Car-Jacked by Ali Sparkes
|Car-Jacked by Ali Sparkes|
|Category: Confident Readers|
|Reviewer: Z J Cookson|
|Summary: A fast-paced adventure story filled with excitement and humour.|
|Buy? Yes||Borrow? Yes|
|Pages: 320||Date: June 2015|
|Publisher: Oxford University Press|
|External links: Author's website|
A boy genius who speaks Mandarin and Latin and a criminal who’s just robbed a bank and stolen a car: it’s an unusual pairing but, it turns out, a perfect team. Car-Jacked leads us through the twists and turns of 12-year old Jack’s adventure when his parents’ car is hi-jacked with Jack still inside.
Ali Sparkes read just two pages of this story to a packed audience at the Winchester Writer’s Festival this month and it was enough to have me hooked, desperate to know what happens next. And that urge to read on (and on and on) didn’t go away once I had the physical book in my hands. A fast-paced adventure story filled with excitement and humour, I couldn’t put the book down until I reached the end. Even when this meant staying up into the early hours!
Car-Jacked has everything a commercial plot-driven story needs – plenty of action, mounting tension and a dramatic climax with an unexpected twist at the end. What makes it stand out from others in this genre, however, is the believable characterisation and the humour.
I chuckled throughout and laughed out loud, perhaps, more than any book I’ve read. The banter between the two main characters consistently made me smile while the musings of Jack about his situation were hilarious. For example, I loved the section at the beginning where Jack debates what might happen when the car thief realises Jack is there. Most of all, though, I loved it when Jack – who has memorised the SAS Crisis Survival Handbook – tries to work out what SAS Guy would tell him to do.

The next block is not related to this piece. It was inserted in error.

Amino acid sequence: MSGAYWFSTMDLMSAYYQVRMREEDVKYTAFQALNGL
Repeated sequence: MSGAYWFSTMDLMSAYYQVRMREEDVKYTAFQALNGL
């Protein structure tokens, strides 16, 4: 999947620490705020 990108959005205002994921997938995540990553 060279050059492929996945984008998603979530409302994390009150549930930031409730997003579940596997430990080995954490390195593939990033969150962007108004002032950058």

Both main characters, boy genius Jack and hi-jacker Ross, are well-drawn and immediately engage the reader. It’s an unusual friendship so it’s all credit to the author that we never question the bond they quickly form and the lengths they are willing to go to help each other. The minor characters are equally well-developed. It’s impossible not to feel for Jack’s down-trodden dad and for the frustrated Detective Inspector Taunton. Without a doubt, however, the character that steals the show in this book is Jack’s mum, Leonie. She’s overpowering and ambitious with an unmoving determination to protect her son from the evils of fast food, sugar and mobile-phones. She drives the police to distraction. Yet, despite all this, we can’t help liking her when she climbs out of a toilet window to attempt to rescue her son unaided.
I’ve not read any of Ali Sparkes’ other books but I’ll certainly be putting that right in the coming weeks. Car-Jacked isn’t great literature. But it isn’t pretending to be. What it is, is a cracking great read that middle grade readers – and adults like me – will thoroughly enjoy.
If you liked this, you might also enjoy Stormbreaker by Anthony Horowitz.
You can read more book reviews or buy Car-Jacked by Ali Sparkes at Amazon.co.uk.
You can read more book reviews or buy Car-Jacked by Ali Sparkes at Amazon.com.
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